Secured a job as a Quant Researcher, but I have no math background, what should I learn?

I've secured a job as a Quant Researcher which starts in 2 months. due to my research background in the specific area they trade in. However none of my research has used any math, its mainly programming, data science and research. During the interview they shared some material which was math theory heavy. What math fundamentals should I learn so I can be ready when working there? I have no math background, only cs.

 

Bump. But I think the guy is underestimating himself. He seems to have a strong background in cs + research which should amount to enough math and surely more math than 99% of wso

 

Honestly I wish! Im sure there’s some imposter syndrome here. I’ve got a very strong research and CS background with very very good academic research, top of the field. But again none of it involved any math. It involves data science, reading code, reading spec sheets, obtaining all my own data, writing my own algorithms, failing countless times, rewriting and getting data until it worked. 
 

my math stopped in high school. I’m always open to learning and getting back up to speed. I really enjoy this field. 

 

no math background, only cs.

assuming that you know calc, basic probability/stats you should start building from the fundamentals up.
this is what my first real math class used: https://www.math.uci.edu/~ndonalds/math13/notes.pdf 
you prob wont use any of it day to day but it starts making you think like a mathematician.
Should also work through ross' Introduction to Probability Models. https://faculty.ksu.edu.sa/sites/default/files/introduction-to-probability-model-s.ross-math-cs.blog_.ir_.pdf 

 
Most Helpful

Given your background is relevant to their trading I'm guessing it's not something options/derivatives pricing related in which case different things are useful but in my experience most quant firms tend to not be very mathematically rigorous but instead rely on rigorous research processes that can effectively work with extremely non-stationary real world data and all sorts of black box statistical/machine learning techniques. Being able to follow mathematical arguments is probably helpful although the level of rigor is a lot less than pure math and intuition for financial data is more important. A lot of firms like physics PhDs as they tend to have good mathematical/coding/statistical/experimental research backgrounds even if the physics content is irrelevant at most firms. Given your background you will probably be ok with knowing enough math to understand the relevant parts for your work of their fitting process and research methodologies. Intuition for numbers and basic mathematical concepts helps too although I don't think that is very easy to quickly pick up.

An example would be in some situations you want an estimate of the inverse of a high dimensional matrix computed from noisy real world data. Understanding math is definitely helpful for this but much more important than a pure mathematician's understanding of the problem is understanding how the inverse tends to be unstable (due to small eigenvalues if you want to get technical) and so you need to reformulate the problem/regularize in some way and most importantly how to assess if whatever you chose to do is effective in the context of your particular problem.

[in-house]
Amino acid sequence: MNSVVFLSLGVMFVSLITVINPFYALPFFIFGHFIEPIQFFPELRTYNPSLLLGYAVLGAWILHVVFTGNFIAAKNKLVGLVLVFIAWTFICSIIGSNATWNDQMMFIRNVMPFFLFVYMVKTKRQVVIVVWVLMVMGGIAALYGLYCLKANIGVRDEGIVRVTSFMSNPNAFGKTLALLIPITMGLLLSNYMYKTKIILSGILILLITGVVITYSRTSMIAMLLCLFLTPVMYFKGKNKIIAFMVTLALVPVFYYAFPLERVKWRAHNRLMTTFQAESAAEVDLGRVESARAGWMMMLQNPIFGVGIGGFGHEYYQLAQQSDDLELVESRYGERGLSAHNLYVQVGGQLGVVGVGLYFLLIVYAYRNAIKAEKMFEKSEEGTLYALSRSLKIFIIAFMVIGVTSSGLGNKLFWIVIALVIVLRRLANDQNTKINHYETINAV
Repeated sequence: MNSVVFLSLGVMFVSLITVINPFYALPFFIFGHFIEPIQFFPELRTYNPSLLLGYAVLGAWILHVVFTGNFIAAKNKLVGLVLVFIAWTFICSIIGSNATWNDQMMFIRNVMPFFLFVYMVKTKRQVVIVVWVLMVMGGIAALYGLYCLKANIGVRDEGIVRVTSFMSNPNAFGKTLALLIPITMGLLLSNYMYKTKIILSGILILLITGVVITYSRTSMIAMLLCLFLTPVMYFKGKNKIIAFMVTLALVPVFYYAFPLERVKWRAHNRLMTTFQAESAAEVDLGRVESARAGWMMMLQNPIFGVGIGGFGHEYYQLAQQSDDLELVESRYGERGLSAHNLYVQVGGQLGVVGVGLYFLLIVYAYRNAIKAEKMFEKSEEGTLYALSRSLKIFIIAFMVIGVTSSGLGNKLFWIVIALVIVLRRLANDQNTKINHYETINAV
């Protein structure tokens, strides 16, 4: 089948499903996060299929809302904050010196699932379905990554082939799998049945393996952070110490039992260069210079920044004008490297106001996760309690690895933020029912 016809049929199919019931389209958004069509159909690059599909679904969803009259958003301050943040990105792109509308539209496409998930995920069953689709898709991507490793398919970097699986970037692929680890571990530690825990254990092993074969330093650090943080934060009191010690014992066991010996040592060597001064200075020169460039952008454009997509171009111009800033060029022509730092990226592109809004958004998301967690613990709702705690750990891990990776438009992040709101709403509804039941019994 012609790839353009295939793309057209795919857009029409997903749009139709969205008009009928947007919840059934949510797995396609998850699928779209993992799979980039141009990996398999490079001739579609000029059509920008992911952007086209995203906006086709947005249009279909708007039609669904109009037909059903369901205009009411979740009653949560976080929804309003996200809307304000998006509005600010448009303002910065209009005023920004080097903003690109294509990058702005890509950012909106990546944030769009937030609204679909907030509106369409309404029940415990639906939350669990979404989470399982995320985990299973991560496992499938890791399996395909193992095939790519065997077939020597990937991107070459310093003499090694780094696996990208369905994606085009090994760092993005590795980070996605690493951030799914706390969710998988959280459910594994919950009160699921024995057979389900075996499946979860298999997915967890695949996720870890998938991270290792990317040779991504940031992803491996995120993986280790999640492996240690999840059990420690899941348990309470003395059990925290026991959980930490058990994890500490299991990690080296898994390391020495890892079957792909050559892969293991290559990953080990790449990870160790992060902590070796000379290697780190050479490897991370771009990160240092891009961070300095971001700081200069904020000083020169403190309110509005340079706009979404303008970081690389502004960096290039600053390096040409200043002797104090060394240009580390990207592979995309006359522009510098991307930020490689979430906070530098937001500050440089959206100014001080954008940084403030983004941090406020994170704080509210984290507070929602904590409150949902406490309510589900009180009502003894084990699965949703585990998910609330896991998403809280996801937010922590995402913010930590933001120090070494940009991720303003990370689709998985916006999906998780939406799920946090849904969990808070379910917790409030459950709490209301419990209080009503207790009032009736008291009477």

the maths and thing you’ve said means, literally, nothing to me. None of my previous research comprised of any math neither did my degree. It’s pure data science, writing algorithms, failing, writing new algorithms, getting more data, retrying until it worked. 
 

based on what you’ve said you’re are correct, which math topics would you consider to be essential? 

 

I wouldn't say it's truly essential as many people in data science presumably including yourself are successful purely via empirical experimentation but if you know some calculus learning basic linear algebra and stats will be helpful as honestly they are pretty foundational to data science even if everything is already implemented by existing packages (and much more efficiently than most quants could ever write).

Hopefully when you join your firm/manager will have some basic training for the most relevant parts for your work. A lot of the black box approaches can work as long as there is rigorous research practices to avoid overfitting to validation/evaluation data (finance datasets are finite so possible to burn all the data if not careful). Hopefully your firm already has good processes for that and potentially much more important than understanding all the mathematical details is understanding how you can run many experiments while still being able to trust out of sample results.

 

best to ask the team if there's any material that would be good for you to cover. heavy math theory can mean a lot of things. The kind math you need may a lot depending on if it's hedge fund or prop shop. Is it low, mid or high frequency? what products do they trade? is everything based on a linear model? Can easily start learning things that won't be best use of your time. 

 

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